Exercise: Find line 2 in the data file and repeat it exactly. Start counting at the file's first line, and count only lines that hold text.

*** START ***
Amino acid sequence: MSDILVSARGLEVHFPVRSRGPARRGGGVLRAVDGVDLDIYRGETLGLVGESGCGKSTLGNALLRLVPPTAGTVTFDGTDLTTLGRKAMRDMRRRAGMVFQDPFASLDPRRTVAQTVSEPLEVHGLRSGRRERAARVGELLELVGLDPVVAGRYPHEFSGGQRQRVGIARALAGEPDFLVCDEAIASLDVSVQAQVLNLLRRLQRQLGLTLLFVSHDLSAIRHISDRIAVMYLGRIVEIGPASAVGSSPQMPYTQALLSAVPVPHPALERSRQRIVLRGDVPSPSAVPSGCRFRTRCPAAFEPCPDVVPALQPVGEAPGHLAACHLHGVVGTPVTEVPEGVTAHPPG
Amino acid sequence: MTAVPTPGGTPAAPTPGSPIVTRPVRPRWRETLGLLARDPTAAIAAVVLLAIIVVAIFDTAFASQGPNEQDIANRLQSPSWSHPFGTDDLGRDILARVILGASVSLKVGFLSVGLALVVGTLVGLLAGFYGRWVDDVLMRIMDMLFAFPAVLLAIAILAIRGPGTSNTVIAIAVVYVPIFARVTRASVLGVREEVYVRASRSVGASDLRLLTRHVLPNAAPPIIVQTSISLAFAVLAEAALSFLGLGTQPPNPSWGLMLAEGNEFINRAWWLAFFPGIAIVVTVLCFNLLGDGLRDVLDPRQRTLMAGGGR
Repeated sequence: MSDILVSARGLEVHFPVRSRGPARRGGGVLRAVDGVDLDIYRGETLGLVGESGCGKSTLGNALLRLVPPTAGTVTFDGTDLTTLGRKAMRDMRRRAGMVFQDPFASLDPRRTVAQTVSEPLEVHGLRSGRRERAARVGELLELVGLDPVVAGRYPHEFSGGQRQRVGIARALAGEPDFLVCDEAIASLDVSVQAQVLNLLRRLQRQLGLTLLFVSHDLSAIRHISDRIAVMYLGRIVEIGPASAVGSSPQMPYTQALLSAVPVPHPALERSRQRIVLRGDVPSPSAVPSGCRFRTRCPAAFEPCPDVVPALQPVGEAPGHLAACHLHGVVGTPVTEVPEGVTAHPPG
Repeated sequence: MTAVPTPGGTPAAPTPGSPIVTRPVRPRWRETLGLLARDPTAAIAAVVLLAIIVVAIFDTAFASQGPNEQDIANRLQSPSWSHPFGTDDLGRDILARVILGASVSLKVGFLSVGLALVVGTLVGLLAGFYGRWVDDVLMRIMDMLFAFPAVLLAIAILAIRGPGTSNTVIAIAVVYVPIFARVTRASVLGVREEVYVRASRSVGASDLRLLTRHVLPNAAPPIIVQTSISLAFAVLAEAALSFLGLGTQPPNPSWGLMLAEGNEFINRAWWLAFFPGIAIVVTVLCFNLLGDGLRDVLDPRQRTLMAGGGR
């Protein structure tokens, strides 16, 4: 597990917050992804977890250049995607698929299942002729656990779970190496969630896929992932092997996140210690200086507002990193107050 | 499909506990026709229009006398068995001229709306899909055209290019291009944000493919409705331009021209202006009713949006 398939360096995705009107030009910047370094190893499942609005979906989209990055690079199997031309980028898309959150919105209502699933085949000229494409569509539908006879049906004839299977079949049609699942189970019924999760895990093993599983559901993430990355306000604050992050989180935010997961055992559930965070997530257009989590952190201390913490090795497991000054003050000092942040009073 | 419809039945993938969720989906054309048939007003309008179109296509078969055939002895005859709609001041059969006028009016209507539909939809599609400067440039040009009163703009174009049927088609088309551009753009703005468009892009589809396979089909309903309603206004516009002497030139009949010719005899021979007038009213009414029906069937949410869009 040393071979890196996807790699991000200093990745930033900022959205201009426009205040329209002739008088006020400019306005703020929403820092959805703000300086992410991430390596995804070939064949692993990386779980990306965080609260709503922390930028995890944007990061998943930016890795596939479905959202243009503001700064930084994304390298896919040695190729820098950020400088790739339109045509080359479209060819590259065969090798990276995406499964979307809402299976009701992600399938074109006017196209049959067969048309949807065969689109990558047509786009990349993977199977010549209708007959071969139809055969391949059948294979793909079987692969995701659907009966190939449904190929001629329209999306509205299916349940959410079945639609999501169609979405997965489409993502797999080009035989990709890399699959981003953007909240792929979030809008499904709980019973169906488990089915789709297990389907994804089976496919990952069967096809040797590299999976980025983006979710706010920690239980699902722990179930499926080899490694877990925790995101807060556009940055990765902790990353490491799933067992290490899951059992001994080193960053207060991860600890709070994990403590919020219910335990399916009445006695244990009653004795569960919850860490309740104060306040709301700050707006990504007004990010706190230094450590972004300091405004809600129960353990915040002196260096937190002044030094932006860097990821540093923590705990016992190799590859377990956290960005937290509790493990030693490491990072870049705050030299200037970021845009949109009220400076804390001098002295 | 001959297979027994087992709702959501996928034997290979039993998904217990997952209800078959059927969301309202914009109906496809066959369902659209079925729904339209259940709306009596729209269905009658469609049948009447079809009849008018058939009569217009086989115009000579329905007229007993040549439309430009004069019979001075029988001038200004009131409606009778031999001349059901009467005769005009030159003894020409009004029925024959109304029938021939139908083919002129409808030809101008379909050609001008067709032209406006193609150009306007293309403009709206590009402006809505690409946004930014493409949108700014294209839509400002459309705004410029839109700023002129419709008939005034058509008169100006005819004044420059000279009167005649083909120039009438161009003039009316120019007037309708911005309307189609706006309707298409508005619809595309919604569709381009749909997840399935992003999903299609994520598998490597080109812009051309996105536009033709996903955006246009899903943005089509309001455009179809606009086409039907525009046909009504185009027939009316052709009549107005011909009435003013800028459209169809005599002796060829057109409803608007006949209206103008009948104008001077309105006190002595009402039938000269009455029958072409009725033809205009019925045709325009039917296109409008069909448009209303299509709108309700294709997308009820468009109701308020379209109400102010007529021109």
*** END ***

Amino acid sequence: MTAVPTPGGTPAAPTPGSPIVTRPVRPRWRETLGLLARDPTAAIAAVVLLAIIVVAIFDTAFASQGPNEQDIANRLQSPSWSHPFGTDDLGRDILARVILGASVSLKVGFLSVGLALVVGTLVGLLAGFYGRWVDDVLMRIMDMLFAFPAVLLAIAILAIRGPGTSNTVIAIAVVYVPIFARVTRASVLGVREEVYVRASRSVGASDLRLLTRHVLPNAAPPIIVQTSISLAFAVLAEAALSFLGLGTQPPNPSWGLMLAEGNEFINRAWWLAFFPGIAIVVTVLCFNLLGDGLRDVLDPRQRTLMAGGGR